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Rep. Ocasio-Cortez: 'I Don't Care' If a President Smokes Pot, 'It's Fine with Me'

Michael W. Chapman
By Michael W. Chapman | February 15, 2019 | 12:59 PM EST

Rep. Alexandria Ocasio-Cortez
(D-N.Y.)  (Getty Images)

Although nearly all the major studies on habitual marijuana use show a strong link between its consumption and mental illness, including schizophrenia, and violence, House Rep. Alexandria Ocasio-Cortez (D-N.Y.) said it's perfectly fine if a president of the United States smokes dope because "you're not hurting anybody."  The 29-year-old self-declared socialist added, "yeah, I don't care."

At the U.S. Capitol on Tuesday, Feb. 12, TMZ caught up with Rep. Ocasio-Cortez and asked her about Democratic presidential candidates admitting to having smoked marijuana. 

She said, “We just need to accept that there is nothing more inherently damaging about marijuana than, say, legal substances like alcohol or anything else."

"So, I’m glad that we’re moving towards a more just position as a party and that we’re moving to legalize marijuana," said the congresswoman,  "but not just legalize marijuana but to really make up for the damages done by the war on drugs and the people that were unjustly incarcerated by the war on drugs.”

TMZ then asked, “Would it be okay to have a president that says they do smoke [marijuana]?”

Ocasio-Cortez said, “I don’t care. Yeah, I don’t care. It’s fine with me. You’re not hurting anybody."

"There are plenty of people who drink," she said.  "They’ll go out to happy hour, they’ll go out, have one, two, three [drinks]. How is that different?”

It's very different, according to one of the leading experts on the topic, Alex Berenson, a former New York Times investigative reporter and the author of Tell Your Children: The Truth About Marijuana, Mental Illness, and Violence

(Getty Images)

On Jan. 19, 2019, Berenson, who holds two degrees from Yale University and has written 10 novels in addition to his nonfiction work, gave a speech at Hillsdale College about his findings on teenage marijuana use and its link to mental illness and violence. Below are some bulleted highlights from that speech.

* "Almost everything you think you know about the health effects of cannabis, almost everything advocates and the media have told you for a generation, is wrong."

* "Research on individual users—a better way to trace cause and effect than looking at aggregate state-level data—consistently shows that marijuana use leads to other drug use."

(YouTube)

* "[A] mountain of peer-reviewed research in top medical journals shows that marijuana can cause or worsen severe mental illness, especially psychosis, the medical term for a break from reality."

* "Teenagers who smoke marijuana regularly are about three times as likely to develop schizophrenia, the most devastating psychotic disorder."

* "[T]he National Academy of Medicine found in 2017 that 'cannabis use is likely to increase the risk of developing schizophrenia and other psychoses; the higher the use, the greater the risk.'"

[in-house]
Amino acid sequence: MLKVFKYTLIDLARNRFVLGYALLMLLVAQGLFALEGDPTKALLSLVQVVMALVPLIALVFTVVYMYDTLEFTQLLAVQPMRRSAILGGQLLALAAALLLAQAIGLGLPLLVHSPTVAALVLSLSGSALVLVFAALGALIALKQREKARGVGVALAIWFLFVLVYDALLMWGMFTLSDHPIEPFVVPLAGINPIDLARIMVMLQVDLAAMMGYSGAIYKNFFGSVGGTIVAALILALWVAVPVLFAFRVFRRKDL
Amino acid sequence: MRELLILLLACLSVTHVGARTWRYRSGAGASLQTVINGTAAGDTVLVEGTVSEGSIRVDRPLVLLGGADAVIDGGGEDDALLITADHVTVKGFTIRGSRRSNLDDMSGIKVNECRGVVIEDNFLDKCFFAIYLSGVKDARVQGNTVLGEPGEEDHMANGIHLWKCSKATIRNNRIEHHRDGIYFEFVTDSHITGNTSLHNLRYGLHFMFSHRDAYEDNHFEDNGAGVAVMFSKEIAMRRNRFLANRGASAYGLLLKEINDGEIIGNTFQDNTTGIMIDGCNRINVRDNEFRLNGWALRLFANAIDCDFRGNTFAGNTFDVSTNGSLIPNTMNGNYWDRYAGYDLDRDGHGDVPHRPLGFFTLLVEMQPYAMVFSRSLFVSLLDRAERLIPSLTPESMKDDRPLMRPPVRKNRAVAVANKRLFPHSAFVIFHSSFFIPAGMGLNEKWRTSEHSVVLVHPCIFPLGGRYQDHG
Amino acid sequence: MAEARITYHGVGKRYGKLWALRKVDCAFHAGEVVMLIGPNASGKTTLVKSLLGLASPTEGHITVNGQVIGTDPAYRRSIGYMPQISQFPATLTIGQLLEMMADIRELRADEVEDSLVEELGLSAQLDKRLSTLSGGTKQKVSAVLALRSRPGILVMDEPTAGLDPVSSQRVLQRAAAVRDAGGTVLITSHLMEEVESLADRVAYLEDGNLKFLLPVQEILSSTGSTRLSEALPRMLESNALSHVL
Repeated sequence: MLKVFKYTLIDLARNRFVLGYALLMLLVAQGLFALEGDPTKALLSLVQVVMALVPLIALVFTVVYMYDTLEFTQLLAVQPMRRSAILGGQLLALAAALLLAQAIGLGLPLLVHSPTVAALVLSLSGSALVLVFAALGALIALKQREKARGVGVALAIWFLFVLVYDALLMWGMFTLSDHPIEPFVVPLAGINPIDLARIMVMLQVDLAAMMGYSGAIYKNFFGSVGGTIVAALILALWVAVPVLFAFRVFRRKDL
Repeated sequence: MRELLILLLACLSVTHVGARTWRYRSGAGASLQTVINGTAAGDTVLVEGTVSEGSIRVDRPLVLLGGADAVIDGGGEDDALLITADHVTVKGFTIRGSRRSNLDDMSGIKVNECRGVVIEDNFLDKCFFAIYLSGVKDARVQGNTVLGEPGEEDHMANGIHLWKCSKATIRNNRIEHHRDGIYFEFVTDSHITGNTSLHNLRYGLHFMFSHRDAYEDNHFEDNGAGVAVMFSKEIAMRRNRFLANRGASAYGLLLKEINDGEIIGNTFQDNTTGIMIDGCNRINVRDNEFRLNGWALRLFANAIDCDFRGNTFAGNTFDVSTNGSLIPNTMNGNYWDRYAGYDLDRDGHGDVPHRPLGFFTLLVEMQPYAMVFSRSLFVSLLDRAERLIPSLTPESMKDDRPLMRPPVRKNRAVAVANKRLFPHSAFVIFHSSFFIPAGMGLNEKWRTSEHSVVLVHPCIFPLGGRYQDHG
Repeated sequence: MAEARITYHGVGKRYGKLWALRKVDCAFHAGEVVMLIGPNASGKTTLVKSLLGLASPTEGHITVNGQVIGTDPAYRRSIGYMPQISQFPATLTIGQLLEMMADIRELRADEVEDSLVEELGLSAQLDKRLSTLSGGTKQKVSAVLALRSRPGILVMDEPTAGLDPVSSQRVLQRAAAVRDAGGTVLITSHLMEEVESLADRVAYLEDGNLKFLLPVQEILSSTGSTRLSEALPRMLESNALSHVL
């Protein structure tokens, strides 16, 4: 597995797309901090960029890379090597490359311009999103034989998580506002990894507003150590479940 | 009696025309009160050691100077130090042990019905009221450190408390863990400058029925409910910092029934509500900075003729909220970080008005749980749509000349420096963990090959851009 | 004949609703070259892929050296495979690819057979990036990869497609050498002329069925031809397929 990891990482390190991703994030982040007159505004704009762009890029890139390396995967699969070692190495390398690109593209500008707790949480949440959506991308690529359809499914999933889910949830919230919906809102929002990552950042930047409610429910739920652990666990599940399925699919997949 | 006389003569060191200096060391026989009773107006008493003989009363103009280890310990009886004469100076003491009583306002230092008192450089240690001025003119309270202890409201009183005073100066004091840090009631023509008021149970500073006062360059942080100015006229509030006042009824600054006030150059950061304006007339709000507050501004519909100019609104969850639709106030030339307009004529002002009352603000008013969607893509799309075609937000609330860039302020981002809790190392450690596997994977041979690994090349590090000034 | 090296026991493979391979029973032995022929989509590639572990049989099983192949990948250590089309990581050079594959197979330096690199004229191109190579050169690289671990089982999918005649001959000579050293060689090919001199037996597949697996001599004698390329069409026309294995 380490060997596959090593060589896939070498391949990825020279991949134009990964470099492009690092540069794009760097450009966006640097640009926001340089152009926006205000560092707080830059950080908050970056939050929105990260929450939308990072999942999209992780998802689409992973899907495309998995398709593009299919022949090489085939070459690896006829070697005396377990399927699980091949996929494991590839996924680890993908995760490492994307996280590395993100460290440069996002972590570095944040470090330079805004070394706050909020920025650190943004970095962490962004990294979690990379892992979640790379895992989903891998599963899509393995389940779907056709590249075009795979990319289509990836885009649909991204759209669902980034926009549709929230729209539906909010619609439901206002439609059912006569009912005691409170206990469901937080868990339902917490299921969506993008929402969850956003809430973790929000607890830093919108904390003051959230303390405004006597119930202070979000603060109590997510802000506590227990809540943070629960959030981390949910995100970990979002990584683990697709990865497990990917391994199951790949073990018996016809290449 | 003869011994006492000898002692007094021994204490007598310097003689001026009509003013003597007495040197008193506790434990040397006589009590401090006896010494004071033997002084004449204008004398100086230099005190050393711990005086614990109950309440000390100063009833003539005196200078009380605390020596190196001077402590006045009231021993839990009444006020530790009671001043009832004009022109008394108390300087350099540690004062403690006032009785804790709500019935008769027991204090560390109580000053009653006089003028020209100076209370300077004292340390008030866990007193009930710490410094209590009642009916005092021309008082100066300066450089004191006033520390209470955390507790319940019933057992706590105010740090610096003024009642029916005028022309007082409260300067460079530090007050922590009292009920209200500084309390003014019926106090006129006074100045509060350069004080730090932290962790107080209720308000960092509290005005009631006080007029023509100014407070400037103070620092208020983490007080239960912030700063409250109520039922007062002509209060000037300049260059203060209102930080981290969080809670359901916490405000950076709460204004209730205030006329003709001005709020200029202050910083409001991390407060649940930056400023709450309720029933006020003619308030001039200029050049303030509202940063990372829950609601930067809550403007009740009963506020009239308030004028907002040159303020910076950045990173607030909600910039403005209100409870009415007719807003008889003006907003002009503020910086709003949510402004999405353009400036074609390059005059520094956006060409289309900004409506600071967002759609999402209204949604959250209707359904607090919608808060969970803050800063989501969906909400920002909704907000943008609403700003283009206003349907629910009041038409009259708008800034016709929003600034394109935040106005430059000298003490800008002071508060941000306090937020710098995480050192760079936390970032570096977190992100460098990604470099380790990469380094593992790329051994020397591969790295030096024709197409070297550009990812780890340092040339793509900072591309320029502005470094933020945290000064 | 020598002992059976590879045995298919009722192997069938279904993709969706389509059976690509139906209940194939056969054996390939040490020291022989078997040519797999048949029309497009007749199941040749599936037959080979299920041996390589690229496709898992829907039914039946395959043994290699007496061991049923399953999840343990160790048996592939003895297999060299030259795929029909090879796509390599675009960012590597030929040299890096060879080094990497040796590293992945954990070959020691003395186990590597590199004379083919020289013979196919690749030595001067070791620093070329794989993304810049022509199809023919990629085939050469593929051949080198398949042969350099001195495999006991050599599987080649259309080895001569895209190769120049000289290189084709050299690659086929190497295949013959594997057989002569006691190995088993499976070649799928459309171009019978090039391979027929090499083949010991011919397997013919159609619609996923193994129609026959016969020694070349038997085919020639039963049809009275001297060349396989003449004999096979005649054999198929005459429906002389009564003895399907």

(Screenshot, Amazon.com)

* "[T]he number of Americans who use cannabis heavily is soaring. In 2006, about three million Americans reported using cannabis at least 300 times a year, the standard for daily use. By 2017, that number had nearly tripled, to eight million, approaching the 12 million Americans who drank alcohol every day."

* "In 2014, people who had diagnosable cannabis use disorder, the medical term for marijuana abuse or addiction, made up about 1.5 percent of Americans. But they accounted for 11 percent of all the psychosis cases in emergency rooms—90,000 cases, 250 a day, triple the number in 2006."

(Getty Images)

* "Along with alcohol, the drug that psychotic patients use more than any other is cannabis: a 2010 review of earlier studies in Schizophrenia Bulletin found that 27 percent of people with schizophrenia had been diagnosed with cannabis use disorder in their lives."

* "A 2013 paper in an Italian psychiatric journal examined almost 1,600 psychiatric patients in southern Italy and found that cannabis use was associated with a ten-fold increase in violence."

* "A  2012 paper in the Journal of Interpersonal Violence examined a federal survey of more than 9,000 adolescents and found that marijuana use was associated with a doubling of domestic violence."

* "The first four states to legalize marijuana for recreational use were Colorado and Washington in 2014 and Alaska and Oregon in 2015. Combined, those four states had about 450 murders and 30,300 aggravated assaults in 2013. Last year, they had almost 620 murders and 38,000 aggravated assaults—an increase of 37 percent for murders and 25 percent for aggravated assaults, far greater than the national increase, even after accounting for differences in population growth."

(YouTube)

* "Cannabis is also associated with a disturbing number of child deaths from abuse and neglect—many more than alcohol, and more than cocaine, methamphetamines, and opioids combined—according to reports from Texas, one of the few states to provide detailed information on drug use by perpetrators."

* "Hard data on the relationship between marijuana and madness dates back 150 years, to British asylum registers in India. Yet 20 years ago, the United States moved to encourage wider use of cannabis and opiates."

h/t TMZ

Michael W. Chapman
Michael W. Chapman
Michael W. Chapman

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